Shinkansen Train models

Shinkansen: Japanese high-speed trains or bullet train model railroad sets

N scale train models (toy trains) is a largely extended hobby shared by many enthusiasts in different countries. These N scale model railroad train sets and their layouts are very variate and can provide thousands of hours of entertainment. Although they are toy trains or toy models, they are really highly accurate representations of real machines. In Japan, the high speed railway trains are called Shinkansen (they are also referred in English as bullet train) These kind of special trains are operated by five Japan Railways Group companies. The first company started in 1964 with the Tōkaidō Shinkansen, but quickly the network was extended and it has now more than 2,700 km. The peaks of maximum speeds varies from  240–330 km/h. The current network connects Japanese cities on the islands of Honshuu and Kyushuu. More recently, a Shinkansen station has been added to Hakodate on northern island of Hokkaido. A connection line to Sapporo, capital city of Hokkaido prefecture is under construction. Although the official high speed is 330 km/h, some experimental test runs have reached 443 km/h  for conventional rail in 1996. By using maglev trains, the  speed became a world record 603 km/h (April 2015). The composition of the trains also varies up to seventeen cars long.  Each car has a length of 25 meters, therefore a completed car train can be 400 meters end to end. There are several types of Shinkansen trains and models operated by the JR Shinkensen lines as follows. In general the 0 series are the olders one, and the N700 is the newest one.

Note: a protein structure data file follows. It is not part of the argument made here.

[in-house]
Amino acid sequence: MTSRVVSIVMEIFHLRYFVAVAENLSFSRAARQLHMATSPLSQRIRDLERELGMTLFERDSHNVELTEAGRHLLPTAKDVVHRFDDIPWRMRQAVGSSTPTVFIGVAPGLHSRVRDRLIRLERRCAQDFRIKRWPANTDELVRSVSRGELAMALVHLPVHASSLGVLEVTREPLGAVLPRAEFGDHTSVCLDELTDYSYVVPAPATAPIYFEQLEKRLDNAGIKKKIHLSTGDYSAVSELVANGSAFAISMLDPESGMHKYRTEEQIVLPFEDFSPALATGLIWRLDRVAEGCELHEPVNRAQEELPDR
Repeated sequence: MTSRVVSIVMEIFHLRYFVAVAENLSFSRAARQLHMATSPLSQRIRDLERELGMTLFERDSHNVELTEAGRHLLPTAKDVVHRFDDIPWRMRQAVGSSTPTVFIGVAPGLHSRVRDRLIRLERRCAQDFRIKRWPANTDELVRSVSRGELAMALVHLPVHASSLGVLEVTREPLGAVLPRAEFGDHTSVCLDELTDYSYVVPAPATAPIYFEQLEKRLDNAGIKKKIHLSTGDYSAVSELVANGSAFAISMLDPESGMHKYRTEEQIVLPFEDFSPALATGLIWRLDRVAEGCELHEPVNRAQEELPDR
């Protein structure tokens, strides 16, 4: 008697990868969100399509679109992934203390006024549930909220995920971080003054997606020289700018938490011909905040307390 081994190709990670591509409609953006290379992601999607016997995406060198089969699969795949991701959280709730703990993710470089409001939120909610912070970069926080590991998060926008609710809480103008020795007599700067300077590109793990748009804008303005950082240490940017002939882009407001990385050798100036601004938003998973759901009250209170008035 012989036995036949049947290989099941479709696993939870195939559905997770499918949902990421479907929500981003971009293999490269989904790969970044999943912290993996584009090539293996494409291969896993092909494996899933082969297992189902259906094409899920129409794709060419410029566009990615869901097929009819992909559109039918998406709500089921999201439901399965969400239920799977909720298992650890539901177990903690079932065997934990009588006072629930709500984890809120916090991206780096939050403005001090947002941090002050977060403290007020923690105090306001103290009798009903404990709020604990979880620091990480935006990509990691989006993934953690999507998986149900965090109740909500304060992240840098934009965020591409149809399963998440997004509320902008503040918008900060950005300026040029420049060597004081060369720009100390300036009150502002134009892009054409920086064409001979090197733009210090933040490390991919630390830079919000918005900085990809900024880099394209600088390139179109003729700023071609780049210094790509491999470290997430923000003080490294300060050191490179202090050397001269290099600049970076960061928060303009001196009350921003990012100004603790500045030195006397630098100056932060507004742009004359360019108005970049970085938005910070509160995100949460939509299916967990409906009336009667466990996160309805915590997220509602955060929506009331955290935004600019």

Tokaido and Sanyo Shinkansen (Latest N700 operates from 2007).

  • 0 series: The first Shinkansen trains which entered service in 1964. Maximum operating speed was 220 km/h (135 mph). More than 3,200 cars were built. Withdrawn in 2008.
  • 100 series: Entered service in 1985, and featured bilevel cars with restaurant car and compartments. Maximum operating speed was 230 km/h (145 mph). Later used only on Sanyo Shinkansen Kodama services. Withdrawn in March 2012.
  • 300 series: Entered service in 1992, initially on Nozomi services with maximum operating speed of 270 km/h (170 mph). Withdrawn in March 2012.
  • 500 series: Introduced on Nozomi services in 1997, with an operating speed of 300 km/h (185 mph). Since 2008, sets have been shortened from 16 to 8 cars for use on Sanyo Shinkansen Kodama services.
  • 700 series: Introduced in 1999, with maximum operating speed of 285 km/h (175 mph). Now used primarily on Hikari and Kodama services.
  • N700 series: The most recently introduced type on the Tokaido and Sanyo Shinkansen, in service since 2007, with a maximum operating speed of 300 km/h (185 mph).

Kyushu Shinkansen (latest N700 operated from March 2011)

  • 800 series: In service since 2004 on Tsubame services, with a maximum speed of 260 km/h (160 mph).
  • N700-7000/8000 series In service since March 2011 on Mizuho and Sakura services with a maximum speed of 300 km/h (185 mph).